Lectins aren’t something we here our avian community talk about much, if at all, but it’s time we begin exposing the truth so that we begin feeding our birds the right foods in the right amounts.
Lectins are placed in foods by Nature as “anti-nutrients” to protect foods from predators. Yep, all foods view us and our pets as predators! No matter what kind of food it is the name of the game is “survival of the fittest!” Lectins hide, unsuspectingly in foods that would otherwise seem very healthy for our birds, but when we finally begin to look deeper into each food and the constituents, those foods contain often isolated ingredients in certain foods can wreak absolute havoc on our birds systems. Lectins are one of those naturally occurring constituents. Now maybe if we only fed one or two foods on an occasional basis containing lectins it wouldn’t be so bad. But when we feed 4,5 or 6 foods containing lectins on a regular and daily basis these “toxins” build up in our birds’ systems to the point of almost no return to a healthy homeostasis!
Let’s look at the definition of “lectins” to understand what they are and what they can do to the digestive tract.
Lectin: Lectins are glycoproteins of 60,000-100,000 MW (molecular weights) that are known for their ability to agglutinate (clump) erythrocytes [ĕ-rith´ro-sīt] (red blood cell) in vitro. There are over 400,000 estimated binding sites for kidney bean agglutinin on the surface of each erythrocyte. Lectins are found in most types of beans, including soybeans. Reduced growth, diarrhea, and interference with nutrient absorption are caused by this class of toxicants. (1) ID: lectin PART OF SPEECH: n SYNONYM: Plant Hemagglutinin TERM ELEMENT: Hemagglutinin DEFINITION Protein or glycoprotein substances, usually of plant origin, of non-immunoglobulin nature, capable of specific recognition of and reversible binding to, carbohydrate moieties of complex glycol-conjugates without altering the covalent structure of any of the recognized glycosyl ligands. This group includes monovalent lectins (i.e. bacterial and plant toxins). These lectins bind to sugar moieties in cell walls or membranes and thereby change the physiology of the membrane to cause agglutination, mitosis, or other biochemical changes in the cell. (agglutination- clumping; mitosis-multiplication or division of a cell forming two daughter cells) (2)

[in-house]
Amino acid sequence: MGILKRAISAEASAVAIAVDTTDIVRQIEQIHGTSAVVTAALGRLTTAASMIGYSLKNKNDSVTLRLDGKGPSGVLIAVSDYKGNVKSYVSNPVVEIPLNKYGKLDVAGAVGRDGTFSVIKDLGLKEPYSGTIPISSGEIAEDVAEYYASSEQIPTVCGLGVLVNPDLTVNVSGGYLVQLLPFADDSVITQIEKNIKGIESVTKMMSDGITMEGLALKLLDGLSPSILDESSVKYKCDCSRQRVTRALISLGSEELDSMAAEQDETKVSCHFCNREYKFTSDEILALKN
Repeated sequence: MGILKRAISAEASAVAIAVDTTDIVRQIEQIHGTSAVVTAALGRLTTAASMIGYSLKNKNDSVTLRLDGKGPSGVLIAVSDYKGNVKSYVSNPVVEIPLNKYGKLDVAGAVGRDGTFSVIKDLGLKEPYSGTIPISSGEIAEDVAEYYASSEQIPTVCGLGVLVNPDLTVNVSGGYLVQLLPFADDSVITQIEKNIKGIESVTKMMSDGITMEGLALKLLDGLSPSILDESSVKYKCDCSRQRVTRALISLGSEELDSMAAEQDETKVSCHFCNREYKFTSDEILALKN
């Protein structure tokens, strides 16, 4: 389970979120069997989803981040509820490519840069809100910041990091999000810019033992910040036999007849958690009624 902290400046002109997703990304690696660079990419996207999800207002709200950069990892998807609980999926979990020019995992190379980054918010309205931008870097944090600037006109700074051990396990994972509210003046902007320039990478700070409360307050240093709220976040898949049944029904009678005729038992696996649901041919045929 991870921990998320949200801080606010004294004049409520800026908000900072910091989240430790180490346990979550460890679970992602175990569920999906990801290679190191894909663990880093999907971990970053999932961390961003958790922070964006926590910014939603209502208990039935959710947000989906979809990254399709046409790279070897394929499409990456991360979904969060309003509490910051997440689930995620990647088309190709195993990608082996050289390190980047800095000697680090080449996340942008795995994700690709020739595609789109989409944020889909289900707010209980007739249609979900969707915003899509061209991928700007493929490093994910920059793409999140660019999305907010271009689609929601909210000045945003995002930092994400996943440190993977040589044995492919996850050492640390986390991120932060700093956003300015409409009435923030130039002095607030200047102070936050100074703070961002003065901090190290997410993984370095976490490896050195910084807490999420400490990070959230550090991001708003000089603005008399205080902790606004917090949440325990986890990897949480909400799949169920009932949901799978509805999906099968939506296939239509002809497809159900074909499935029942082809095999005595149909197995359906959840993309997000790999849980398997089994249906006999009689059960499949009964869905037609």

Most legumes, if not all contain lectins, but legumes (beans, peas, lentils, including peanuts) seem to be most abundant in lectins. However, many vegetables, greens, fruits, nuts, seeds and grains, even meat and dairy contain lectins as well, but at a lower level and sometimes a different class of lectins. Yep, lectins are hiding in all foods, but we can learn what foods contain the highest amount of lectins, how to reduce those lectins and which foods to completely avoid feeding to our birds. Remember what I said about Nature placing lectins in ALL foods? Here we have it, folks, lectins as well as many other kinds of anti-nutrients such as phytates, oxalates and saponins are placed in all foods to deter predators from attacking, destroying and devouring them!
The most common and harmful lectins are found in:
• Nightshades including tomato, potato, and eggplant.
• Glutens found in wheat, rye, barley, malt, and oats.
• Legumes, all beans including soy and peanut.
• Dairy including all milk products, milk, cheese, cottage cheese, yogurt, kefir.
Lectins can be reduced, but not completely eliminated in seeds, nuts, and legumes by soaking and sprouting. (This also reduces the phytic \ˌfīt-ik-\ acid that binds certain minerals like calcium and other dietary minerals.) Lectins can also be reduced by cooking, but unfortunately cooking destroys the digestive enzymes, the fatty acids (Omegas) and most the vitamins as well. If we really want to reduce the lectins in our birds’ diets, we will completely eliminate or drastically reduce the foods highest in lectins. This is one reason why I dramatically restrict all grains and legumes in my birds’ diets.
Just what do lectins do to the digestive tract?